Proposed new Edmonton LRT routes
The LRT at the new South Campus LRT station.
 
 
 
 
 
 

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Historic "old" Glernora for a reason
 
September 29, 2009 - 5:10 PM
 
 

When you drive to and from work tomorrow along 104 ave(SPR), take a second (while your jammed in traffic) to look and think about an LRT running down this same street.  Also, think about the fact that on each side of Stony Plain road west brand new development was just completed and travel a lttle further and think about the fact that this will run straight through what's left of historic edmonton!! (including what was Edmonton's first Mayor's residence!!!)  Lynda has it exactly right and we need more Glenora support here. What happened to the proposed 107 avenue route with it's ample room, major ridership, access for Grant McEwan students and back acces to the new stadium!!!  Like Lynda, I want to know why it is off the table??

   
 
Allan G
 
September 28, 2009 - 9:51 AM
 
 

It's the same old same old, in everyone elses backyard but your own, it has got to be built somewhere. Don't like it, move!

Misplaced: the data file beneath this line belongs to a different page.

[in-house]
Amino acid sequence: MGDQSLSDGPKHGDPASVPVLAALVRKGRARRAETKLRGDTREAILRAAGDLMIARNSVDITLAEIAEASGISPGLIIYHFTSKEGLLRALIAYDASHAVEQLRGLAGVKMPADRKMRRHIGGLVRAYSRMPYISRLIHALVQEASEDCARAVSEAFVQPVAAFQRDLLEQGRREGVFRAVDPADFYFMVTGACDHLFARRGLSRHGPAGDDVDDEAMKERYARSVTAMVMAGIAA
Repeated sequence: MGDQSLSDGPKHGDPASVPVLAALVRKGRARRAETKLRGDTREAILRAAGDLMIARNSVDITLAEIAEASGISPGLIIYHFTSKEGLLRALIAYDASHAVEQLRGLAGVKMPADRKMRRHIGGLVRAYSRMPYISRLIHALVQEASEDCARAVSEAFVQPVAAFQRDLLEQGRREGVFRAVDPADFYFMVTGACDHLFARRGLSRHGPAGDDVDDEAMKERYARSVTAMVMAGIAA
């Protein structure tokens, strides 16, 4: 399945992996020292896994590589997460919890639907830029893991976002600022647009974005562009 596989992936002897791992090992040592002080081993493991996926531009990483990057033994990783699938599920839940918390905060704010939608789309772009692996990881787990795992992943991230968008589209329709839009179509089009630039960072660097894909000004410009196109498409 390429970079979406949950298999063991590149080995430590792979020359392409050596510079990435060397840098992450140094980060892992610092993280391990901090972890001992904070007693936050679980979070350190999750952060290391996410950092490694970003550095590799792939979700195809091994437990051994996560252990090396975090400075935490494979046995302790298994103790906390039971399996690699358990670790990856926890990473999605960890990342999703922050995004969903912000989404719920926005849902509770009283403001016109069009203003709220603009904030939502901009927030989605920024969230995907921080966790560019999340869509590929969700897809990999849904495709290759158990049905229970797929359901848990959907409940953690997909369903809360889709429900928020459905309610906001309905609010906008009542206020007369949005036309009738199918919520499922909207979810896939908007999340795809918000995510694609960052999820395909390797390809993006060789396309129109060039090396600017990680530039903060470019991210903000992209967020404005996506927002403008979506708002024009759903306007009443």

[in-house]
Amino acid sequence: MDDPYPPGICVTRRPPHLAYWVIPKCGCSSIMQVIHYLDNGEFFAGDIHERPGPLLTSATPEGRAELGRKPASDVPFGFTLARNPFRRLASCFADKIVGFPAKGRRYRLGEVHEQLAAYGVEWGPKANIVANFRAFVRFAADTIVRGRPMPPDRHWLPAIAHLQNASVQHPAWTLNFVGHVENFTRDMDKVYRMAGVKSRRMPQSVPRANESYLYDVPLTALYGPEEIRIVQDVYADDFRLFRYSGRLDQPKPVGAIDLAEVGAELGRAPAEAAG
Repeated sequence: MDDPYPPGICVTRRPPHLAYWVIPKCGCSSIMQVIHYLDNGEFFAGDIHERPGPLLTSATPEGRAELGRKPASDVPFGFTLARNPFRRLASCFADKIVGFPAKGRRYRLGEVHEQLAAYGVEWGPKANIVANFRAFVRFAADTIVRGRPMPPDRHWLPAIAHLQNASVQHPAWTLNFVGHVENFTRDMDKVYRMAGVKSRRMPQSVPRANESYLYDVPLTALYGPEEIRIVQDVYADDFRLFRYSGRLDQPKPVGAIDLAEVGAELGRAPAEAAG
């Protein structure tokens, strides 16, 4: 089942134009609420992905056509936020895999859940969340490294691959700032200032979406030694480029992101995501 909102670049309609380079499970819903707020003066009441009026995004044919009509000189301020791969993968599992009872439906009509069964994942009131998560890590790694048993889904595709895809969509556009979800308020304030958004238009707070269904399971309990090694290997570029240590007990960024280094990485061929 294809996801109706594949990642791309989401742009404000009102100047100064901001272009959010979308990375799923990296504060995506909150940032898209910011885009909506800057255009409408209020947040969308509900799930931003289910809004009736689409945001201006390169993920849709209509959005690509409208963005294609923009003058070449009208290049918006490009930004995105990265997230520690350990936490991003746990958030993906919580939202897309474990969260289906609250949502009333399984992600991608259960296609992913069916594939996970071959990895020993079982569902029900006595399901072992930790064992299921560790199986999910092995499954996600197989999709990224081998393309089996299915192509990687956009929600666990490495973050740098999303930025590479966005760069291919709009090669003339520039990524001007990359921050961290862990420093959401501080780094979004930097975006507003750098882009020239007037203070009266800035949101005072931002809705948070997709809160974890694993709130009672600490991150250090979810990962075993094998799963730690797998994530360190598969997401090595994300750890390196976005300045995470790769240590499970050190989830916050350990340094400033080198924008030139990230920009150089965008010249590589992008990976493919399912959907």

Doug
 
September 13, 2009 - 4:41 PM
 
 

The Stony Plain Rd line isn't going to be done for years...

Don't think that's not going to cause problems from the second they block off any lane. The construction of the line will take a couple years, which will still block off the lanes, which will cause traffic to be really messed up while they're not having the benefit of the LRT running.

This is a nightmare. Our city, which I was born and raised in, is run by short sighted, spineless cavemen. Grow a backbone, tell the rich they'll have to suck it up.

Mandel, if you really want to do something good for this city, you'll say "screw you" to the rich, build it like it should be done. Do that, even if you don't get re-elected, and we'll name the damn line ... stephen spendel LRT line. Work for you? You'll have your name on something and the people will actually like you for once.